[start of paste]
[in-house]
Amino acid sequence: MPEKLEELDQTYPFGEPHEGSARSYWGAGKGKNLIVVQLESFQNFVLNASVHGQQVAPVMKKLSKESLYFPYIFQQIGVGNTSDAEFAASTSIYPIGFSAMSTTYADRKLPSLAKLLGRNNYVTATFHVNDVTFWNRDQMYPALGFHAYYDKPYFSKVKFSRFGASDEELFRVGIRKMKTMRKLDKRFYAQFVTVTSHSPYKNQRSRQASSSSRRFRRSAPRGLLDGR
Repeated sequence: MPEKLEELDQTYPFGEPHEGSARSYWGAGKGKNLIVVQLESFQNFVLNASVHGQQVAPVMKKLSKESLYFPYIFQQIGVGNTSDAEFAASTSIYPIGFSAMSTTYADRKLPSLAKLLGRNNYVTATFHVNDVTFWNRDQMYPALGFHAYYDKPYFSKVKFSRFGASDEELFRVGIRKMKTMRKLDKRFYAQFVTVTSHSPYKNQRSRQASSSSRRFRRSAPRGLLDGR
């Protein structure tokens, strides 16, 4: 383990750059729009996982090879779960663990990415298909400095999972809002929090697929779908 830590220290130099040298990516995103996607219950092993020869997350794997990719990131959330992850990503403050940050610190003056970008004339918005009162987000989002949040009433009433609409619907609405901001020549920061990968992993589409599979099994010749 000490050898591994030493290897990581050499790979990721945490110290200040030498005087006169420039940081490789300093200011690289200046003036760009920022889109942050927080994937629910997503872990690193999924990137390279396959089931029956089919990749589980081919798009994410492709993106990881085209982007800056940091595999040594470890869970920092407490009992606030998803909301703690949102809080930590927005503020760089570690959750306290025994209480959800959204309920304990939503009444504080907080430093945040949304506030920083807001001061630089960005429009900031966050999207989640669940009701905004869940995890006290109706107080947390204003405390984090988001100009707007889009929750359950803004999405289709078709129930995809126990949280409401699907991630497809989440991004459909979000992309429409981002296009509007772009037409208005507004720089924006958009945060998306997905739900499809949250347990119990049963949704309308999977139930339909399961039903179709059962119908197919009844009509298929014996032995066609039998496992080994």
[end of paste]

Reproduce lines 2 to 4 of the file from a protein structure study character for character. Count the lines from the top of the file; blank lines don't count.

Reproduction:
Amino acid sequence: MPEKLEELDQTYPFGEPHEGSARSYWGAGKGKNLIVVQLESFQNFVLNASVHGQQVAPVMKKLSKESLYFPYIFQQIGVGNTSDAEFAASTSIYPIGFSAMSTTYADRKLPSLAKLLGRNNYVTATFHVNDVTFWNRDQMYPALGFHAYYDKPYFSKVKFSRFGASDEELFRVGIRKMKTMRKLDKRFYAQFVTVTSHSPYKNQRSRQASSSSRRFRRSAPRGLLDGR
Repeated sequence: MPEKLEELDQTYPFGEPHEGSARSYWGAGKGKNLIVVQLESFQNFVLNASVHGQQVAPVMKKLSKESLYFPYIFQQIGVGNTSDAEFAASTSIYPIGFSAMSTTYADRKLPSLAKLLGRNNYVTATFHVNDVTFWNRDQMYPALGFHAYYDKPYFSKVKFSRFGASDEELFRVGIRKMKTMRKLDKRFYAQFVTVTSHSPYKNQRSRQASSSSRRFRRSAPRGLLDGR
């Protein structure tokens, strides 16, 4: 383990750059729009996982090879779960663990990415298909400095999972809002929090697929779908 830590220290130099040298990516995103996607219950092993020869997350794997990719990131959330992850990503403050940050610190003056970008004339918005009162987000989002949040009433009433609409619907609405901001020549920061990968992993589409599979099994010749 000490050898591994030493290897990581050499790979990721945490110290200040030498005087006169420039940081490789300093200011690289200046003036760009920022889109942050927080994937629910997503872990690193999924990137390279396959089931029956089919990749589980081919798009994410492709993106990881085209982007800056940091595999040594470890869970920092407490009992606030998803909301703690949102809080930590927005503020760089570690959750306290025994209480959800959204309920304990939503009444504080907080430093945040949304506030920083807001001061630089960005429009900031966050999207989640669940009701905004869940995890006290109706107080947390204003405390984090988001100009707007889009929750359950803004999405289709078709129930995809126990949280409401699907991630497809989440991004459909979000992309429409981002296009509007772009037409208005507004720089924006958009945060998306997905739900499809949250347990119990049963949704309308999977139930339909399961039903179709059962119908197919009844009509298929014996032995066609039998496992080994």